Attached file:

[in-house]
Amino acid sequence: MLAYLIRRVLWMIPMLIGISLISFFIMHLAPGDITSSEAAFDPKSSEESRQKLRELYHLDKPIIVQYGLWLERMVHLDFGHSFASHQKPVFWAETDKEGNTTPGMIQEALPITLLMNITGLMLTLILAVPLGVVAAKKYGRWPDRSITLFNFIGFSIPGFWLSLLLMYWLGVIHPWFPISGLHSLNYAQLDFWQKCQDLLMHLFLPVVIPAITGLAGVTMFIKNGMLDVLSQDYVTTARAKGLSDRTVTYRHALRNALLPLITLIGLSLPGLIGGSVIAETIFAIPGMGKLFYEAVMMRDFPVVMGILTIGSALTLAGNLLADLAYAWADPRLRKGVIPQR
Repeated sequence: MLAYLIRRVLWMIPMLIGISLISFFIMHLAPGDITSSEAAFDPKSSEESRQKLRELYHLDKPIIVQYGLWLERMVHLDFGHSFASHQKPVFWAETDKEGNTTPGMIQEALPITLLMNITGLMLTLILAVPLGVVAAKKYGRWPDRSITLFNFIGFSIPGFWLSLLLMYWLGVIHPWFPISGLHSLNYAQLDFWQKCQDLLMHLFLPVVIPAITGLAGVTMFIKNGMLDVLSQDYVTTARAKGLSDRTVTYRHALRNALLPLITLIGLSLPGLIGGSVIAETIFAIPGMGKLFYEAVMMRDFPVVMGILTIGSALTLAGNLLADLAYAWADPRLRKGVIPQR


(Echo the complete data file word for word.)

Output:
[in-house]
Amino acid sequence: MLAYLIRRVLWMIPMLIGISLISFFIMHLAPGDITSSEAAFDPKSSEESRQKLRELYHLDKPIIVQYGLWLERMVHLDFGHSFASHQKPVFWAETDKEGNTTPGMIQEALPITLLMNITGLMLTLILAVPLGVVAAKKYGRWPDRSITLFNFIGFSIPGFWLSLLLMYWLGVIHPWFPISGLHSLNYAQLDFWQKCQDLLMHLFLPVVIPAITGLAGVTMFIKNGMLDVLSQDYVTTARAKGLSDRTVTYRHALRNALLPLITLIGLSLPGLIGGSVIAETIFAIPGMGKLFYEAVMMRDFPVVMGILTIGSALTLAGNLLADLAYAWADPRLRKGVIPQR
Repeated sequence: MLAYLIRRVLWMIPMLIGISLISFFIMHLAPGDITSSEAAFDPKSSEESRQKLRELYHLDKPIIVQYGLWLERMVHLDFGHSFASHQKPVFWAETDKEGNTTPGMIQEALPITLLMNITGLMLTLILAVPLGVVAAKKYGRWPDRSITLFNFIGFSIPGFWLSLLLMYWLGVIHPWFPISGLHSLNYAQLDFWQKCQDLLMHLFLPVVIPAITGLAGVTMFIKNGMLDVLSQDYVTTARAKGLSDRTVTYRHALRNALLPLITLIGLSLPGLIGGSVIAETIFAIPGMGKLFYEAVMMRDFPVVMGILTIGSALTLAGNLLADLAYAWADPRLRKGVIPQR